This is part one in my series on Giving and Forgiving…
You can only control your own feelings about gratitude and generosity.
Gifts often come with a price tag, but perhaps not the one you would think of at first. I’m talking about those passive aggressive reminders that can keep you making payments indefinitely.
For the first few years of marriage, I would say, “I love you,” fully expecting “I love you, too,” in call and response style. I distinctly remember one day when my husband and I were cleaning out the garage, and I said it. I know he heard me, but for whatever reason, my husband didn’t respond.
I flew off the handle. I was yelling at him about his insensitivity, until I realized something. He was frozen in place like prey before a loaded gun, deciding whether to fight or run. And I began laughing in my head at the absurdity of what I was saying, while I was still yelling.
Then, I couldn’t hold back the laughter and out it came mid-sentence. My husband paused for a moment, and then joined in as I gasped my apologies through tears of laughter.
It was a laughter epiphany (my favorite kind.) I realized that I wasn’t saying “I love you,” to my husband. I was saying, “I need reassurance of your love.” I expected him to read through my words and give me what I needed in this passive aggressive transaction.
When I didn’t get my payment, my insecurity started tantruming in a way that would give a three year old pause. I should have said what I meant, instead of expecting a specific reaction. There’s nothing wrong with needing that reassurance, unless I expect him to figure it out without me telling him.
But, here’s the thing. I didn’t want to get married for a lot of reasons, including the idea of marriage as a contract for love. I believe that love should be given freely or not at all. If I can’t say, “I love you,” to someone without expectation of the affection being returned, then it’s not really love.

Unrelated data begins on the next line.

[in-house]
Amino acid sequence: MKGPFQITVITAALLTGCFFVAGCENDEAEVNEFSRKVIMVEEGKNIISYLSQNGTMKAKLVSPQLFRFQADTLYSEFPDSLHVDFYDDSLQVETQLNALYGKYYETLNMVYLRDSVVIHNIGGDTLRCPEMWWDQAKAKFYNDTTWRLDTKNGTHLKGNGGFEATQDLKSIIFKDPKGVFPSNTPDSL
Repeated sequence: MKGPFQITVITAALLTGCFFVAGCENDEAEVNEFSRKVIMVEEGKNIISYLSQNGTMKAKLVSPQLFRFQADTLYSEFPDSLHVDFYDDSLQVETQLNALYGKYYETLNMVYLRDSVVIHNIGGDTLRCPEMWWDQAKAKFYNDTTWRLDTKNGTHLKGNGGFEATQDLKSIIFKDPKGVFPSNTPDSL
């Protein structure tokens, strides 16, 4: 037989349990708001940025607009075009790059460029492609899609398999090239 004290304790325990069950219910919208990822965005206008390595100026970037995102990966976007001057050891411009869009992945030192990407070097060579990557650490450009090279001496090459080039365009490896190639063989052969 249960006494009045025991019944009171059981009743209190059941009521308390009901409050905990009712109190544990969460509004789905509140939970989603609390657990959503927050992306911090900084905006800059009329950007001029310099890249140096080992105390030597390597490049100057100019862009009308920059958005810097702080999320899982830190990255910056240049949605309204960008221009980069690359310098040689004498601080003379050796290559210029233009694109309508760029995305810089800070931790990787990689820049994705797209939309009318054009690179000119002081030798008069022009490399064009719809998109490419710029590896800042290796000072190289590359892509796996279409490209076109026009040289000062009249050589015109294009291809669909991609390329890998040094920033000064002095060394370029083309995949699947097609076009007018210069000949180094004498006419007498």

If I can’t stay or leave without legal ramifications, then I’m not staying freely. It was in this laughter epiphany that I made the connection between my views on love, friendship, gifts, work, service, parenting, teaching, et cetera.
Have you ever asked, “How Much Will this Gift Cost Me?”
There is an appropriate level of gratitude to be displayed when gifting. To a certain degree, some surprise and gratefulness that you were even remembered for a gift is appropriate. Taking the opportunity to mention appreciation of a gift at later times, especially when an opening is made in a conversation to drop it in is encouraged. And, of course, bringing up the continued gratitude for the gift over the next few weeks or even years can be expected in both written and verbal interactions.
Giving gifts also exacts a cost. The appearance of humility in the offering, whether feigned or real is expected. The giver should seem as though no thanks are necessary, that it was purely a selfless act, and that any received gratitude is a welcome surprise.
This dance is exhausting. It is difficult to know exactly how much appreciation or humility is required because the price is set by the other person. Often, it is difficult to tell whether you got a bargain or were ripped off until after you are finished with the transaction.